The Hermaphroditic Horse


Elizabeth Creith


If you walked into my house, you’d know I was a bookish person. Books in shelves on the walls, books on tables, books stacked, alas and inevitably, on the floor. It’s hard to believe I could ever need another book.

My husband and I even have a little exchange we use when one of us is sorely tempted by something.

“Where are you going to put it?” the (temporarily) sane one asks. “Under the bed?” Then we laugh, because at our house “under the bed” is filled with boxes of books for which our little house doesn’t have shelf space. All right, I exaggerate—it’s not completely filled with boxes of books. My husband’s bagpipes are under there, too. But I digress. We were talking about how I could never need another book, or at least, so it would appear.

Last weekend, however, I found in a secondhand store (what used to be called “a junk shop”) a book that, as soon as I saw it, I knew I had to have it. It’s a pop-up book for farmers.

All right, I exaggerate. It's a 1903 reprint of an 1899 handbook called The Successful Stockman and Manual of Husbandry, so old that they weren’t using ISBN numbers. I guess there were few enough books that publishers could keep track of them all without numbers.

It’s in pretty rough shape—a lot of the pages are loose, and the binding has been repaired with electrical tape, so long ago that the tape has lost its stickum and is peeling off. Also, the whole thing is thick as a brick and weighs about the same. Why do I need this?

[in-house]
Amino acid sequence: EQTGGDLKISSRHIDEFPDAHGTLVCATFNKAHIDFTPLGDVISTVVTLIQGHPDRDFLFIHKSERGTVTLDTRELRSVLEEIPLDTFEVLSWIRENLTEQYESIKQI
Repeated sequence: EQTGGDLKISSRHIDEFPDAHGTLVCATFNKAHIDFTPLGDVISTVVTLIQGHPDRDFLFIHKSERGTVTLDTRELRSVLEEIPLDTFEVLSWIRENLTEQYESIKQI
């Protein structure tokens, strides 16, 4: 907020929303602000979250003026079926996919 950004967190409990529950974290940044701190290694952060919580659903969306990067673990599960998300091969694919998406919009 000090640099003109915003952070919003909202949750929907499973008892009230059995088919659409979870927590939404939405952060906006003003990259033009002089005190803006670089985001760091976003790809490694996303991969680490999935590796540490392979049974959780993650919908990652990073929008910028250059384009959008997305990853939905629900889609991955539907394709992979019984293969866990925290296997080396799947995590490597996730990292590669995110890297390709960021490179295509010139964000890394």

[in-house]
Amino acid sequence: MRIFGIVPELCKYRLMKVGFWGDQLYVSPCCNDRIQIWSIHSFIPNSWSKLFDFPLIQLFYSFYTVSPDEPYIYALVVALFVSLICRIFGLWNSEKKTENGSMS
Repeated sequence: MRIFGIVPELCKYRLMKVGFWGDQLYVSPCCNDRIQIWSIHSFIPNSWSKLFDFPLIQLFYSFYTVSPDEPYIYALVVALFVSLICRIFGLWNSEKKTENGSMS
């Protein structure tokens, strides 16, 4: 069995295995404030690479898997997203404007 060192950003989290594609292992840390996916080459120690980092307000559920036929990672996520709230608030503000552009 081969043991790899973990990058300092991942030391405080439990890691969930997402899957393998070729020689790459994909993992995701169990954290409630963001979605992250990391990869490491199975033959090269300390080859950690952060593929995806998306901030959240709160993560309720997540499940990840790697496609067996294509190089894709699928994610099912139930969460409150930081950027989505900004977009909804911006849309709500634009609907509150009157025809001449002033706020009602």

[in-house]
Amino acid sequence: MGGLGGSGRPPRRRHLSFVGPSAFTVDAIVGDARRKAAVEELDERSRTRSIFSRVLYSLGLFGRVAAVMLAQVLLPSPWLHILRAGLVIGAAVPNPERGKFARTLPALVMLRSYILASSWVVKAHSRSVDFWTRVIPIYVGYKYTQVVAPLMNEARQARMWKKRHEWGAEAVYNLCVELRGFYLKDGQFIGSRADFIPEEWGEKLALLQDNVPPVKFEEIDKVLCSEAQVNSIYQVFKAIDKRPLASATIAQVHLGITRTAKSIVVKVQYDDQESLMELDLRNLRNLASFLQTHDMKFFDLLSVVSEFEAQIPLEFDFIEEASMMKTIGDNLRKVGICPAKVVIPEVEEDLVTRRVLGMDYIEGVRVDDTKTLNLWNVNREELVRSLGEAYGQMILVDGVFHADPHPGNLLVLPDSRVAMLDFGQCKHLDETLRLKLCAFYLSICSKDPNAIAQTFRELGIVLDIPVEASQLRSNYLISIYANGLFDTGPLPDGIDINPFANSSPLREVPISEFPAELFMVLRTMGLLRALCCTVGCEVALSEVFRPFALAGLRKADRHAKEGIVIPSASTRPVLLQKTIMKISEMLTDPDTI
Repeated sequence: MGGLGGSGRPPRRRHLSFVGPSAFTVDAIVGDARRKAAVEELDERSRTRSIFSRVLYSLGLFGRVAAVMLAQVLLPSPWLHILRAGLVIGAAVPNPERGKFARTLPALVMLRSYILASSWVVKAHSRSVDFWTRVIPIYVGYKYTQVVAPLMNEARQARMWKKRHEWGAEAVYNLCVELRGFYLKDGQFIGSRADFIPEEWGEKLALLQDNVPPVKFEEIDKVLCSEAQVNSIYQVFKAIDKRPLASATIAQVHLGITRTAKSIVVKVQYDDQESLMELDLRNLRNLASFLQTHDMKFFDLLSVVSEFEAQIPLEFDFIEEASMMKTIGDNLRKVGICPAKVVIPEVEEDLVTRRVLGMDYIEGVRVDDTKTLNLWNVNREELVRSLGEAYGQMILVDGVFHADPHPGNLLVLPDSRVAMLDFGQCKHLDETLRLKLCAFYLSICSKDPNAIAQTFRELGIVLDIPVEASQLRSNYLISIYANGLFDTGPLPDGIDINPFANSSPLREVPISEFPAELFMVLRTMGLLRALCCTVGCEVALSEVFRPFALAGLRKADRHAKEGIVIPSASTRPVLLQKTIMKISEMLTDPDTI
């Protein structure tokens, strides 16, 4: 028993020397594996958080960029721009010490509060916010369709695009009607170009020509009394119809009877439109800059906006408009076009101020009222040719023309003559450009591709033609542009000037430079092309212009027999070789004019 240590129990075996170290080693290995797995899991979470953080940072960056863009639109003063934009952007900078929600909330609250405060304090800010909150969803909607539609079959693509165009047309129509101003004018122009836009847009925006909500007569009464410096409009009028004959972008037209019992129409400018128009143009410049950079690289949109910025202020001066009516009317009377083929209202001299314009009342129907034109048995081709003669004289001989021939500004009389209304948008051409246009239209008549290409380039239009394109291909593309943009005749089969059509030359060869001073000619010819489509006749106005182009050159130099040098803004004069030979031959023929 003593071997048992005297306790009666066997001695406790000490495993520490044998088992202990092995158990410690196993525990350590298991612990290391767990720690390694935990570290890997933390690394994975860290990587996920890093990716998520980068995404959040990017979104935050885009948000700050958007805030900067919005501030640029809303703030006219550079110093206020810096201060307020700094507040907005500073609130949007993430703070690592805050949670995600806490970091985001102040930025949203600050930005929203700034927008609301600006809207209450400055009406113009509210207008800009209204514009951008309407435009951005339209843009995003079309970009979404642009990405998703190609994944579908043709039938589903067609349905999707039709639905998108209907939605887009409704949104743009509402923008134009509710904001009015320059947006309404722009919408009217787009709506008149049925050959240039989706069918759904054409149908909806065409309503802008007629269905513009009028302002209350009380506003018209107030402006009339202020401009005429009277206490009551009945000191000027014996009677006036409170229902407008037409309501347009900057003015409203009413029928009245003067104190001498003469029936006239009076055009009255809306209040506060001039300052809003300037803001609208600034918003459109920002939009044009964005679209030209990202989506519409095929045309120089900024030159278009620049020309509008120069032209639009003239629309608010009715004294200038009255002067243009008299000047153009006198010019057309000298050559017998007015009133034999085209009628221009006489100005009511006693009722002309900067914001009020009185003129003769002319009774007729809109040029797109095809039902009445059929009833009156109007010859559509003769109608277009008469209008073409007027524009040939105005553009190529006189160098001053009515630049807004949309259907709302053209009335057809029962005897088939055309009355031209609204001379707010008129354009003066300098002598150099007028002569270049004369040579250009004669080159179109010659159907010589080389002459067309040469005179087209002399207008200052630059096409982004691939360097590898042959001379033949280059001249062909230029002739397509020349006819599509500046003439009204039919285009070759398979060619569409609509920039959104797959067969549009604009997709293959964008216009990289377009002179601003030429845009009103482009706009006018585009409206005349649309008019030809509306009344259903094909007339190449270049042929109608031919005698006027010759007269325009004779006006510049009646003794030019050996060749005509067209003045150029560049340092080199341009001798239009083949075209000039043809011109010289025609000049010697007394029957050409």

I’ll tell you exactly. I opened it up and there, right at the front was a heavier page that announced “This MANIKIN is prepared by Andrew A. Gardenier, Ph.D., expressly for THE SUCCESSFUL STOCKMAN and Manual of Husbandry.”

What’s a manikin? I wondered, and turned the page. What to my wondering eyes should appear but a cut-out of a horse, bound in, but loose on the page. When I lifted it, I saw another cut-out underneath it—the same horse, sans skin but showing all the muscles. Under that again was a horse with his circulatory system showing, and under that was the skeleton, with all the bones numbered in case you ever needed to assemble a horse yourself from scratch.

The final horse was labeled “digestive apparatus”. This one had no fewer than eight flaps—the lungs, heart in two pieces (so you could see the inside), stomach, intestines (in three pieces) and a uterus with an embryonic foal. Underneath all this was a diagram of the inside of the abdominal wall, and a drawing of the bladder and the male reproductive organs. Yes, this was a hermaphroditic horse!

Now, tell me who wouldn’t want something as cool as this? Breathes there a book-lover with soul so dead that never to herself has said, “You know, I could really use a big old manual of animal husbandry with a manikin of a hermaphroditic horse”?

I thought not. Of course I bought it. Now I have to read it, because what I really want to know is, do you need a second horse to get the hermaphroditic one pregnant?

Or can he do it all by herself?

Books mentioned in this column:
The Successful Stockman and Manual of Husbandry by Andrew A. Gardenier, Ph.D., Editor in Chief (The King-Richardson Co., 1903) “Entered according to the Act of Congress, in the year eighteen hundred and ninety-nine in the office of the Librarian of Congress, at Washington” 

Elizabeth Creith is a biblioholic and incurable librocubicularist. Not only does she buy, read, shelve and stack books, but she also writes them and on occasion makes them by hand. Elizabeth lives and writes in Wharncliffe, Northern Ontario, distracted occasionally by her husband, dog, and cat. The Scriptorium is where she blogs about writing and life. Contact Elizabeth.



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